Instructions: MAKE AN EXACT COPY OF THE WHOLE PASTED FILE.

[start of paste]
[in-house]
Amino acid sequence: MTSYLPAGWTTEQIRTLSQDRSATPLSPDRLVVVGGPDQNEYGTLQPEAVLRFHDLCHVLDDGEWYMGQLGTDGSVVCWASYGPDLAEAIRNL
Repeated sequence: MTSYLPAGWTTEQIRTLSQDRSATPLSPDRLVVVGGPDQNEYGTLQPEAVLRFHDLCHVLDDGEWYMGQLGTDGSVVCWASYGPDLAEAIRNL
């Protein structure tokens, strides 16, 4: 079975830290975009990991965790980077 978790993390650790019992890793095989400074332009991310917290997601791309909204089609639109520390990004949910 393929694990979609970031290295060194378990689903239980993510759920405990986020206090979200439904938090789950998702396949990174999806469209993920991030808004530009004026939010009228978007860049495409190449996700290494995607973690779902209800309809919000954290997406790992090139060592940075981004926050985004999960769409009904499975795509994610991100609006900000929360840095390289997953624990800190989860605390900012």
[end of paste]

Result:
[in-house]
Amino acid sequence: MTSYLPAGWTTEQIRTLSQDRSATPLSPDRLVVVGGPDQNEYGTLQPEAVLRFHDLCHVLDDGEWYMGQLGTDGSVVCWASYGPDLAEAIRNL
Repeated sequence: MTSYLPAGWTTEQIRTLSQDRSATPLSPDRLVVVGGPDQNEYGTLQPEAVLRFHDLCHVLDDGEWYMGQLGTDGSVVCWASYGPDLAEAIRNL
């Protein structure tokens, strides 16, 4: 079975830290975009990991965790980077 978790993390650790019992890793095989400074332009991310917290997601791309909204089609639109520390990004949910 393929694990979609970031290295060194378990689903239980993510759920405990986020206090979200439904938090789950998702396949990174999806469209993920991030808004530009004026939010009228978007860049495409190449996700290494995607973690779902209800309809919000954290997406790992090139060592940075981004926050985004999960769409009904499975795509994610991100609006900000929360840095390289997953624990800190989860605390900012």